In January 1943, Franklin Roosevelt became the first serving US President to fly in an aircraft for official purposes. The destination was Casablanca in Morocco, and the choice of transport was a highly practical one; the threat of German U-Boats made passage by sea too perilous. The plane that made that small bit of history was a civilian one, a Pan-Am craft named Dixie Clipper; no one had as yet considered a permanent, standby aeroplane to transport, at a moment’s notice, the Commander in Chief. However, by the time that Roosevelt’s successor Harry Truman took office, plans were indeed afoot for such an enterprise.
AIR FORCE ONE
In 1947, Truman signed the National Security Act which would create what is perhaps the most famous political mode of transport in existence, Air Force One (oddly, the President signed the legislation while on board his predecessor’s old VC-54C, on which Roosevelt had travelled to Yalta in February 1945).
Air Force One (the call sign was created in 1953 following an air traffic control mix-up with a commercial flight) has become one of the President’s most obvious signs of power and freedom, name-checked and immortalized in many a movie and TV show (it’s positively salivated over in The West Wing, for instance), acquiring over time a kind of personality of its own. It wasn’t long before the rest of the world followed suit, and now the sight of world leaders zipping about the globe in a government Lear Jet is a familiar one.
TAKE THE CAR, HERMAN
Of course, not everyone gets to rise to the very top in politics, but travel perks, whether by air, road, rail or sea, are still a luxury cherished by those in public service, like European Council President Herman Van Rompuy who though it would be a good idea to take his family on a quick jaunt to Charles De Gaulle Airport in his taxpayer-funded car, a vehicle usually reserved for official occasions.
In today’s austerity-hit world, such flagrant disregard for frugal expenditure is frowned upon by voters evermore conscious of the gulf between politician and citizen. If “we are all in it together” as UK Prime Minister David Cameron contends, then more than a little restraint needs to be in evidence from the political class.
The Irish government has been cutting back on travel perks, for example. Following a backlash last year directed at the previous government’s excessive use of ministerial cars, the new government has, as of May 2011, decided to cut back on travel perks for senior, and retired senior politicians, reserving cars for only the highest ranking ministers. Last year, total travel expenditure of this sort amounted to around 7.5€ million, down from over 10€m over 2008-9 (a state car, including police protection and chauffeur, costs around 280,000€ to run per annum), and the government is determined to reduce the bill further by about €4m, according to a recent article in the Irish Examiner. There’s even been talk of car pooling.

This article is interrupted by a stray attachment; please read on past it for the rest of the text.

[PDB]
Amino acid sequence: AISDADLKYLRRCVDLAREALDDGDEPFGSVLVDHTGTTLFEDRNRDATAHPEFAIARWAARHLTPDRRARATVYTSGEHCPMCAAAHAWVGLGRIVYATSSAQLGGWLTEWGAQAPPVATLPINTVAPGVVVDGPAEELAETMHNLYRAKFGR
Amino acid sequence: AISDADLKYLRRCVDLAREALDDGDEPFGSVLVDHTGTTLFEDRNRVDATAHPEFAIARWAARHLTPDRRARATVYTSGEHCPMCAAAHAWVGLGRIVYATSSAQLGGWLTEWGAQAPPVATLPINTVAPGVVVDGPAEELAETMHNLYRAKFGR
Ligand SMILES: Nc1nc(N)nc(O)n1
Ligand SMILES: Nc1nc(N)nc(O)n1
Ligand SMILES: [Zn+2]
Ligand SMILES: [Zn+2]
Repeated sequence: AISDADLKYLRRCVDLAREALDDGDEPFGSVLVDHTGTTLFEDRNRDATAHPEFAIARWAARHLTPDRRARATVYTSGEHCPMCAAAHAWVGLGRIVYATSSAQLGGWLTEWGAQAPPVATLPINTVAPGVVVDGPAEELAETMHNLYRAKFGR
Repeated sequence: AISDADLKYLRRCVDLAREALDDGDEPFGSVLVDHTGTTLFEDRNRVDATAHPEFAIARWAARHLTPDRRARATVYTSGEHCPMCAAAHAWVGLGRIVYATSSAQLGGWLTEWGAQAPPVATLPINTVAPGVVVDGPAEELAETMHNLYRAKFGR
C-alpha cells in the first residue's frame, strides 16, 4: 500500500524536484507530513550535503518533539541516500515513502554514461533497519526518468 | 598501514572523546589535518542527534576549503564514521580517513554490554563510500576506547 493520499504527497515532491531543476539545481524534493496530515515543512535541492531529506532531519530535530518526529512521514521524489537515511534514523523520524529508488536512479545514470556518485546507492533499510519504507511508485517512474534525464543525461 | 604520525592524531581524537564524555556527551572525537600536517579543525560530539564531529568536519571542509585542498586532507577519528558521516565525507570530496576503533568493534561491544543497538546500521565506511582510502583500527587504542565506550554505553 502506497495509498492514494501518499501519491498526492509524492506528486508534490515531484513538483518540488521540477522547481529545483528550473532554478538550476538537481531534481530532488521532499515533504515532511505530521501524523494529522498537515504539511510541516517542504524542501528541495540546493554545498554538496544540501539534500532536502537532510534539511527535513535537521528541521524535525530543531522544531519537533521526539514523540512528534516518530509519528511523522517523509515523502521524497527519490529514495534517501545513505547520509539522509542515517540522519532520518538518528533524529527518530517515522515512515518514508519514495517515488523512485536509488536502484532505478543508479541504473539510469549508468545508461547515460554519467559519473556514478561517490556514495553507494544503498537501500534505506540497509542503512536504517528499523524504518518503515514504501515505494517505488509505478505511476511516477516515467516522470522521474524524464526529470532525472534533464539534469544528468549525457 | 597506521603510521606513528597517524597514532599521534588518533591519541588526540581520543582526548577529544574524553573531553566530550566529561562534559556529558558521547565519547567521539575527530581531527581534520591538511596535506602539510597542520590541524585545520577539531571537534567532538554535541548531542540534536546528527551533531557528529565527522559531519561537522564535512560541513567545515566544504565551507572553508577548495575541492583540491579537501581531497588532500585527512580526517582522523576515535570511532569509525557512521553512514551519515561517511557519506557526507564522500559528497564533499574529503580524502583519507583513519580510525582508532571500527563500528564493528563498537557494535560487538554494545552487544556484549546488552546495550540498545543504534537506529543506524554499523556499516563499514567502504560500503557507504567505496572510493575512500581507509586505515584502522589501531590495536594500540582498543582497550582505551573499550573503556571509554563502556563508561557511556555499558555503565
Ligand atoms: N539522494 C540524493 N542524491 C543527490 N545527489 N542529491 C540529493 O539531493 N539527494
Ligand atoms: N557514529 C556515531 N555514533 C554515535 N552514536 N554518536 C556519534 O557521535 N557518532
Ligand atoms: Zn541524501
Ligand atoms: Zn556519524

In Europe, travel perks are also a valued commodity; just ask any Eurocrat. Aside from Van Rompuy, MEPs are only too willing to exploit vehicular privilege, as are Parliament employees, as evidenced by the well-catered chartered flight that spirits staff to Strasbourg every month.
In April, the European Parliament’s Budgetary Committee rejected amendments to the annual budget that would have forced MEPs, and other EU staff, to fly economy, rather than business, class on flights of under four hours. MEPs receive an average of 192€ to travel to and from Parliament (in addition to their monthly take home salary of around 6,000€), a situation they have also voted to uphold, rejecting a further amendment that would have abolished the payment.
So, austerity may be the default economic programme for much of the globe these days, but the much touted belt-tightening does not apparently extend to discomfort. Everyone undoubtedly likes to travel in relative ease; but, unlike the majority, those who have it in their power to keep their own standard of living high will continue to do so, it would appear.